As it turned out, two of my colleagues had already reserved the SMA100 signal generators that would have been available, but I was in luck, my local Agilent sales representative came to the rescue and I was allotted an MXG signal generator for the demo. I still needed a few more sources so I contacted Wenzel and requested the oscillators that I would need for the show. I also worked with some of my fellow applications engineers at Analog Devices and found out about an additional source of low phase noise oscillators that I could use, Crystek Corporation. As it turned out, one of the other applications engineers in my group had made PCBs to work with their oscillators. I also found out that we had available TTE filters in the lab that I could use at the show.
I put in my request to Wenzel, who came through in the clutch and delivered two low phase noise oscillators. In addition, I was able to get an expedited order of surface mount low phase noise oscillators from Crystek to complete my demonstration requirements. These additional Wenzel and Crystek oscillators arrived the week before IMS so I had some time to spare. I'd usually much prefer to have the equipment in place well in advance, but in this case, I was extremely happy to have everything ready to go. I tested everything as it would be set up at the show and was ready to go. Unfortunately, with the demonstration only coming together the week before the show, I had no time to offer training to the Mouser booth personnel before arriving at the show. As a result, I changed my travel plans to arrive late Sunday evening to give time on Monday to both set up my demonstration of the AD9680 at the Analog Devices booth as well as set up and train the Mouser booth personnel on running the AD9625 demonstration.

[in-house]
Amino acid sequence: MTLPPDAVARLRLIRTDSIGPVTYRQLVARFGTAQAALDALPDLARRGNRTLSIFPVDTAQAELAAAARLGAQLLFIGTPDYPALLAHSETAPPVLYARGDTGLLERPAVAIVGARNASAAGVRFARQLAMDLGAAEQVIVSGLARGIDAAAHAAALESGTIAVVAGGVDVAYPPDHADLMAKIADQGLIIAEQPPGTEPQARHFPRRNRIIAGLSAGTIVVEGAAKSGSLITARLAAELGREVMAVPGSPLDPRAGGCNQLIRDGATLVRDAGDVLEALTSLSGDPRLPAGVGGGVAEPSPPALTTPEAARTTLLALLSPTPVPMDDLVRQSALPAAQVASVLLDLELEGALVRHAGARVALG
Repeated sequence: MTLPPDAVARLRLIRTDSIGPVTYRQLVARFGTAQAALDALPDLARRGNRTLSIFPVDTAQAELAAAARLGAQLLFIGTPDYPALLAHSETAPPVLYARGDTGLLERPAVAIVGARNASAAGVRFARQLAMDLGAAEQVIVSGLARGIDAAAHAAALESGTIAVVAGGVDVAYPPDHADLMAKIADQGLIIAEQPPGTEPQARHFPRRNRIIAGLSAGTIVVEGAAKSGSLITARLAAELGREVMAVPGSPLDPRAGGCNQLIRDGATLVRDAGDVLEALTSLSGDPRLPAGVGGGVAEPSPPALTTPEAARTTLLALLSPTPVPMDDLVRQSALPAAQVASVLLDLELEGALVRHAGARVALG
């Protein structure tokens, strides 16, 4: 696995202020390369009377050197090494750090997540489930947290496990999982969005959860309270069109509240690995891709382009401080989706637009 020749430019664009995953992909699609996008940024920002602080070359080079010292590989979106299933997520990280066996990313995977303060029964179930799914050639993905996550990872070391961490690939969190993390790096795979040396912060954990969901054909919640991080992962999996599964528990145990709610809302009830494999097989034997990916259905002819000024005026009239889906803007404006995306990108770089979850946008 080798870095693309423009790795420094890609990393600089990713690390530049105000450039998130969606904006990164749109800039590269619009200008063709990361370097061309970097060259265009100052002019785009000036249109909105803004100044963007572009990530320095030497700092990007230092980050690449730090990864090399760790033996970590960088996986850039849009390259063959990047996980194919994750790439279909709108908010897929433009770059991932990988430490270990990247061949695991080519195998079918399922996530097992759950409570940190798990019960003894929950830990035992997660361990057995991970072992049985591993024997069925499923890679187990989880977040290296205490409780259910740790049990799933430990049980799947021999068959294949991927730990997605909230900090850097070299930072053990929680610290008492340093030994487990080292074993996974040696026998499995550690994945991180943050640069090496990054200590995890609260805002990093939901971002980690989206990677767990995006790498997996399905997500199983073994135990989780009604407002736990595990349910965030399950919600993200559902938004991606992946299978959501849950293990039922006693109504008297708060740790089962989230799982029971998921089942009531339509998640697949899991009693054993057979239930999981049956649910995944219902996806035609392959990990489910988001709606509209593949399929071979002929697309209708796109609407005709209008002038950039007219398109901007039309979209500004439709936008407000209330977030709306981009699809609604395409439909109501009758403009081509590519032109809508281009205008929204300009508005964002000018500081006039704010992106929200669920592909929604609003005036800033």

Of the many things I've learned in the last few years of attending IMS, one is to always pack extra equipment. As a rule of thumb I usually pack two of everything that I need and, in this case, I made no exception. I packed up everything and shipped it to the hotel on the Thursday before the show. I double checked its arrival on Friday and then later headed off on Sunday evening to the airport. After a late arrival and a pretty good night of sleep, I headed over to the exhibit hall on Monday morning. I proceeded to set up my AD9680 demonstration at the Analog Devices booth. In the process, I had an issue with one of the 15 V wall supplies that I needed to power one of the Wenzel oscillators. Good thing I packed an extra though, so I was able to get my demonstration up and running. I then proceeded over to the Mouser booth to meet the staff and set up the AD9625 demonstration.
The booth staff was quite friendly and very eager to learn about the demonstration. This setup went a little smoother and I had no need of the extra equipment I had brought along. By the afternoon, I had both demonstrations tested and running, had a nice lunch with the staff from the Mouser booth, and was looking forward to Tuesday morning and beginning another fun and informative IMS show. Next time, I'll look at how things went on the first day of the 2014 IMS show. I'd like to give a special thanks to Agilent (which will soon be Keysight), Wenzel, and Crystek for coming through like champs in providing the equipment I needed for the demonstration in such short order!
Editor's note: Three blogs for each of the three days at IMS will follow with Jonathan Harris's experiences and observations there.